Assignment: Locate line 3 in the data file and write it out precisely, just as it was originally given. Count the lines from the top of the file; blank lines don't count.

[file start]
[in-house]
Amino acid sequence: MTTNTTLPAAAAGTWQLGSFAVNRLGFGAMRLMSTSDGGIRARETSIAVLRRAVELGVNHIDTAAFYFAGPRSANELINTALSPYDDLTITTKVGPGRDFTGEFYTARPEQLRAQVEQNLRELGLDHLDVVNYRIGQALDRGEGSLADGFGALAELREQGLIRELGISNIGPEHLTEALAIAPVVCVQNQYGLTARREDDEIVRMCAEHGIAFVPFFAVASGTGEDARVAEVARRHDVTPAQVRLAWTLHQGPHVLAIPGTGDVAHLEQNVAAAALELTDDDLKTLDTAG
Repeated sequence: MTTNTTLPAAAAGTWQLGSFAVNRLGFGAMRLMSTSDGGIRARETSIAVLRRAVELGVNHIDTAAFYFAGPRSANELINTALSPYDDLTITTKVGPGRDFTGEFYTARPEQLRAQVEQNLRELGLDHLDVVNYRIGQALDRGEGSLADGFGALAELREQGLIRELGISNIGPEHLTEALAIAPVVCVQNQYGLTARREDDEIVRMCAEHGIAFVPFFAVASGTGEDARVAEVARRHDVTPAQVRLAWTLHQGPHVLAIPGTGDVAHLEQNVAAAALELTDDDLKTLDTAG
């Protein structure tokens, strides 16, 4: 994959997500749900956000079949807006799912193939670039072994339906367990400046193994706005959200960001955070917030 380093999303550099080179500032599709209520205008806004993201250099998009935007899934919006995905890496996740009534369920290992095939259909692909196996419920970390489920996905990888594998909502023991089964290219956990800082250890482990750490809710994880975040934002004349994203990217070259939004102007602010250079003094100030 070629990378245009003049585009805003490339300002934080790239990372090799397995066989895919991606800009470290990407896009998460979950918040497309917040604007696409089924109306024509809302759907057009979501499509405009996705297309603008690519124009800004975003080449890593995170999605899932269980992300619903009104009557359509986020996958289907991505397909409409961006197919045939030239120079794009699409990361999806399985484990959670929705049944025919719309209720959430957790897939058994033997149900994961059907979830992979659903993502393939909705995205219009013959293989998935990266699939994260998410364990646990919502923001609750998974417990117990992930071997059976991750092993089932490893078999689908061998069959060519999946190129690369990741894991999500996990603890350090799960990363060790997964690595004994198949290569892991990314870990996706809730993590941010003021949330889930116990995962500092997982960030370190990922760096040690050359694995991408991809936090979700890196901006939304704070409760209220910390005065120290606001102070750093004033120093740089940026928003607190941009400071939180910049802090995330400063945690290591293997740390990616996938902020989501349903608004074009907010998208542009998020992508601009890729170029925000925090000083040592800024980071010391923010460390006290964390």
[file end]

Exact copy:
Repeated sequence: MTTNTTLPAAAAGTWQLGSFAVNRLGFGAMRLMSTSDGGIRARETSIAVLRRAVELGVNHIDTAAFYFAGPRSANELINTALSPYDDLTITTKVGPGRDFTGEFYTARPEQLRAQVEQNLRELGLDHLDVVNYRIGQALDRGEGSLADGFGALAELREQGLIRELGISNIGPEHLTEALAIAPVVCVQNQYGLTARREDDEIVRMCAEHGIAFVPFFAVASGTGEDARVAEVARRHDVTPAQVRLAWTLHQGPHVLAIPGTGDVAHLEQNVAAAALELTDDDLKTLDTAG